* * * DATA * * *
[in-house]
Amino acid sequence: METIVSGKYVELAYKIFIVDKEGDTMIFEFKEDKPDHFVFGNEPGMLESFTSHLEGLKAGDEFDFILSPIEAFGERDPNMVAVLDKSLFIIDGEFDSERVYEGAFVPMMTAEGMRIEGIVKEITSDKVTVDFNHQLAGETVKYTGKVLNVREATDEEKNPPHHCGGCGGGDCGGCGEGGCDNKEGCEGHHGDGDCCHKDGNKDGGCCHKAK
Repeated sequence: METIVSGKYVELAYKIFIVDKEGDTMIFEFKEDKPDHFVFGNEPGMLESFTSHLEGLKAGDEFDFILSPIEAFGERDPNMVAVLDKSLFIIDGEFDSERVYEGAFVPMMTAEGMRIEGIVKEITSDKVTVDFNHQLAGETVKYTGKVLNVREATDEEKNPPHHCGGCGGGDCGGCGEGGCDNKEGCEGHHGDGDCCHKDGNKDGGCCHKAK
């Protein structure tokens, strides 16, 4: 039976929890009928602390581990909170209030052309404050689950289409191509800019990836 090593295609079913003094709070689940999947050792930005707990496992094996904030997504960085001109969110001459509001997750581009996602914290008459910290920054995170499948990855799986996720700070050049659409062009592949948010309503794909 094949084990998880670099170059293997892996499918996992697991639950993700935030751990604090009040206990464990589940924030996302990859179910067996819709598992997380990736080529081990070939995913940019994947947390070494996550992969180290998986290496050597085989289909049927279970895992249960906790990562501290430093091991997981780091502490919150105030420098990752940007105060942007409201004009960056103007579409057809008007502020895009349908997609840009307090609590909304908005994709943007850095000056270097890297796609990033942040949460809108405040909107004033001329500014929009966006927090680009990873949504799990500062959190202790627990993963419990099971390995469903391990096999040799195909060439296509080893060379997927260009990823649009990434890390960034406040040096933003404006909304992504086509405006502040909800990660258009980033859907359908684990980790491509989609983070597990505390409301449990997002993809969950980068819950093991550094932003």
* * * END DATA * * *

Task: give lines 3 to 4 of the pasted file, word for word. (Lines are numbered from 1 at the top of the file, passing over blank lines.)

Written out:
Repeated sequence: METIVSGKYVELAYKIFIVDKEGDTMIFEFKEDKPDHFVFGNEPGMLESFTSHLEGLKAGDEFDFILSPIEAFGERDPNMVAVLDKSLFIIDGEFDSERVYEGAFVPMMTAEGMRIEGIVKEITSDKVTVDFNHQLAGETVKYTGKVLNVREATDEEKNPPHHCGGCGGGDCGGCGEGGCDNKEGCEGHHGDGDCCHKDGNKDGGCCHKAK
């Protein structure tokens, strides 16, 4: 039976929890009928602390581990909170209030052309404050689950289409191509800019990836 090593295609079913003094709070689940999947050792930005707990496992094996904030997504960085001109969110001459509001997750581009996602914290008459910290920054995170499948990855799986996720700070050049659409062009592949948010309503794909 094949084990998880670099170059293997892996499918996992697991639950993700935030751990604090009040206990464990589940924030996302990859179910067996819709598992997380990736080529081990070939995913940019994947947390070494996550992969180290998986290496050597085989289909049927279970895992249960906790990562501290430093091991997981780091502490919150105030420098990752940007105060942007409201004009960056103007579409057809008007502020895009349908997609840009307090609590909304908005994709943007850095000056270097890297796609990033942040949460809108405040909107004033001329500014929009966006927090680009990873949504799990500062959190202790627990993963419990099971390995469903391990096999040799195909060439296509080893060379997927260009990823649009990434890390960034406040040096933003404006909304992504086509405006502040909800990660258009980033859907359908684990980790491509989609983070597990505390409301449990997002993809969950980068819950093991550094932003």